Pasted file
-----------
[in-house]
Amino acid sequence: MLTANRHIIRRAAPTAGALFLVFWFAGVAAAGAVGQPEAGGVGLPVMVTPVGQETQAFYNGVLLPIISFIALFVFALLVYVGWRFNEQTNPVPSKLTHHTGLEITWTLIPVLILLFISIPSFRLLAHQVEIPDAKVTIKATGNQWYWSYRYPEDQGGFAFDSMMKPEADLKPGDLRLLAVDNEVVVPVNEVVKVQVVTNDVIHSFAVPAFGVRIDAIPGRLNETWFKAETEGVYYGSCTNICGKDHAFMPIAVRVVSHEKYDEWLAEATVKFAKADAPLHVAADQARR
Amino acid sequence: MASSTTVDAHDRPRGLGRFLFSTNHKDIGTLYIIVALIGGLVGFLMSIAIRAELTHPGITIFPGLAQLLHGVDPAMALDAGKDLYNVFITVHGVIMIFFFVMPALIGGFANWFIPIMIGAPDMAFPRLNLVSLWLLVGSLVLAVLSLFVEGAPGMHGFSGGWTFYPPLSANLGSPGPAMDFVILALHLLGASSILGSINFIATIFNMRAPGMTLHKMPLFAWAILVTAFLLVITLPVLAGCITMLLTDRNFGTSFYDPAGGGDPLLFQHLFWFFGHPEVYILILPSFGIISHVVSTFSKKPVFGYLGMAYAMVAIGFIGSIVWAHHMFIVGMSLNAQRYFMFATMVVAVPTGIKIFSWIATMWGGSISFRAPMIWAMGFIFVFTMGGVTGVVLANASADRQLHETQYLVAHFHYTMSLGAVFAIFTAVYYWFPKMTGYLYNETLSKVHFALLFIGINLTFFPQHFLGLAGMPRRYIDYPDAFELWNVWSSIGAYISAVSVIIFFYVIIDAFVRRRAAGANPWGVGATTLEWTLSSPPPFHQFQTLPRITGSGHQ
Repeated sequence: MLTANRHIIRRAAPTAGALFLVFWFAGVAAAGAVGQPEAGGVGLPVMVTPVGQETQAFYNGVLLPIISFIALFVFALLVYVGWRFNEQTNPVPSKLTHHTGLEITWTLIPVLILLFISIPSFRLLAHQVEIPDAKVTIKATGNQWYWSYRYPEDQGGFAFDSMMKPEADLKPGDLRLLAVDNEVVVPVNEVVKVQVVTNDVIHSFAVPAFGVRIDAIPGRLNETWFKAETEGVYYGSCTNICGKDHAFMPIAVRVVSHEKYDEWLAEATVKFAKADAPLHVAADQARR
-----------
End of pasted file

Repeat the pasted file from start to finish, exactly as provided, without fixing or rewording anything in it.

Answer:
[in-house]
Amino acid sequence: MLTANRHIIRRAAPTAGALFLVFWFAGVAAAGAVGQPEAGGVGLPVMVTPVGQETQAFYNGVLLPIISFIALFVFALLVYVGWRFNEQTNPVPSKLTHHTGLEITWTLIPVLILLFISIPSFRLLAHQVEIPDAKVTIKATGNQWYWSYRYPEDQGGFAFDSMMKPEADLKPGDLRLLAVDNEVVVPVNEVVKVQVVTNDVIHSFAVPAFGVRIDAIPGRLNETWFKAETEGVYYGSCTNICGKDHAFMPIAVRVVSHEKYDEWLAEATVKFAKADAPLHVAADQARR
Amino acid sequence: MASSTTVDAHDRPRGLGRFLFSTNHKDIGTLYIIVALIGGLVGFLMSIAIRAELTHPGITIFPGLAQLLHGVDPAMALDAGKDLYNVFITVHGVIMIFFFVMPALIGGFANWFIPIMIGAPDMAFPRLNLVSLWLLVGSLVLAVLSLFVEGAPGMHGFSGGWTFYPPLSANLGSPGPAMDFVILALHLLGASSILGSINFIATIFNMRAPGMTLHKMPLFAWAILVTAFLLVITLPVLAGCITMLLTDRNFGTSFYDPAGGGDPLLFQHLFWFFGHPEVYILILPSFGIISHVVSTFSKKPVFGYLGMAYAMVAIGFIGSIVWAHHMFIVGMSLNAQRYFMFATMVVAVPTGIKIFSWIATMWGGSISFRAPMIWAMGFIFVFTMGGVTGVVLANASADRQLHETQYLVAHFHYTMSLGAVFAIFTAVYYWFPKMTGYLYNETLSKVHFALLFIGINLTFFPQHFLGLAGMPRRYIDYPDAFELWNVWSSIGAYISAVSVIIFFYVIIDAFVRRRAAGANPWGVGATTLEWTLSSPPPFHQFQTLPRITGSGHQ
Repeated sequence: MLTANRHIIRRAAPTAGALFLVFWFAGVAAAGAVGQPEAGGVGLPVMVTPVGQETQAFYNGVLLPIISFIALFVFALLVYVGWRFNEQTNPVPSKLTHHTGLEITWTLIPVLILLFISIPSFRLLAHQVEIPDAKVTIKATGNQWYWSYRYPEDQGGFAFDSMMKPEADLKPGDLRLLAVDNEVVVPVNEVVKVQVVTNDVIHSFAVPAFGVRIDAIPGRLNETWFKAETEGVYYGSCTNICGKDHAFMPIAVRVVSHEKYDEWLAEATVKFAKADAPLHVAADQARR